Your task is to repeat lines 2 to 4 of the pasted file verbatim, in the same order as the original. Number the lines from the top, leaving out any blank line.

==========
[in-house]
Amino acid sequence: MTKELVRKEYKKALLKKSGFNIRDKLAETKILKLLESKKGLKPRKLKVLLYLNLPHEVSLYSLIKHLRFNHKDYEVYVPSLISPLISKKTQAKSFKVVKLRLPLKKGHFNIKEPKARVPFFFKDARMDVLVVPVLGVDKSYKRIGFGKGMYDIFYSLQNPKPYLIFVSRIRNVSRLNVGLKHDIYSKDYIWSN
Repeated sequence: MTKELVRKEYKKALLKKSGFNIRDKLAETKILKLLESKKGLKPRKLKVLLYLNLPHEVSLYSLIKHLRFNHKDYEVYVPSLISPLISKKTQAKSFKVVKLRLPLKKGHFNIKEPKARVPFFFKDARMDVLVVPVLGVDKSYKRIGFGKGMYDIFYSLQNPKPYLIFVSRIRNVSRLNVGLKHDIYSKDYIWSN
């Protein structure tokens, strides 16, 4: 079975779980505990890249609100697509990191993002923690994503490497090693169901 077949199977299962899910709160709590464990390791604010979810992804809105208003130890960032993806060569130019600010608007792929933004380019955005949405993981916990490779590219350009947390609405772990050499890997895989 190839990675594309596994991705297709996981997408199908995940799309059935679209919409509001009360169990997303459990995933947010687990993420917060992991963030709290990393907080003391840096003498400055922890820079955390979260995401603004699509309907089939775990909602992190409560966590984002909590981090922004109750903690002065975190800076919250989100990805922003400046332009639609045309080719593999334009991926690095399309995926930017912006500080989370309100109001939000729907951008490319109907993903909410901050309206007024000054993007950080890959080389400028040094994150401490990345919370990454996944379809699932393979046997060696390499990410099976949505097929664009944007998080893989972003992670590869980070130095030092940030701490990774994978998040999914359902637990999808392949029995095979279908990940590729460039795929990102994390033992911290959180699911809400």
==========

Amino acid sequence: MTKELVRKEYKKALLKKSGFNIRDKLAETKILKLLESKKGLKPRKLKVLLYLNLPHEVSLYSLIKHLRFNHKDYEVYVPSLISPLISKKTQAKSFKVVKLRLPLKKGHFNIKEPKARVPFFFKDARMDVLVVPVLGVDKSYKRIGFGKGMYDIFYSLQNPKPYLIFVSRIRNVSRLNVGLKHDIYSKDYIWSN
Repeated sequence: MTKELVRKEYKKALLKKSGFNIRDKLAETKILKLLESKKGLKPRKLKVLLYLNLPHEVSLYSLIKHLRFNHKDYEVYVPSLISPLISKKTQAKSFKVVKLRLPLKKGHFNIKEPKARVPFFFKDARMDVLVVPVLGVDKSYKRIGFGKGMYDIFYSLQNPKPYLIFVSRIRNVSRLNVGLKHDIYSKDYIWSN
């Protein structure tokens, strides 16, 4: 079975779980505990890249609100697509990191993002923690994503490497090693169901 077949199977299962899910709160709590464990390791604010979810992804809105208003130890960032993806060569130019600010608007792929933004380019955005949405993981916990490779590219350009947390609405772990050499890997895989 190839990675594309596994991705297709996981997408199908995940799309059935679209919409509001009360169990997303459990995933947010687990993420917060992991963030709290990393907080003391840096003498400055922890820079955390979260995401603004699509309907089939775990909602992190409560966590984002909590981090922004109750903690002065975190800076919250989100990805922003400046332009639609045309080719593999334009991926690095399309995926930017912006500080989370309100109001939000729907951008490319109907993903909410901050309206007024000054993007950080890959080389400028040094994150401490990345919370990454996944379809699932393979046997060696390499990410099976949505097929664009944007998080893989972003992670590869980070130095030092940030701490990774994978998040999914359902637990999808392949029995095979279908990940590729460039795929990102994390033992911290959180699911809400």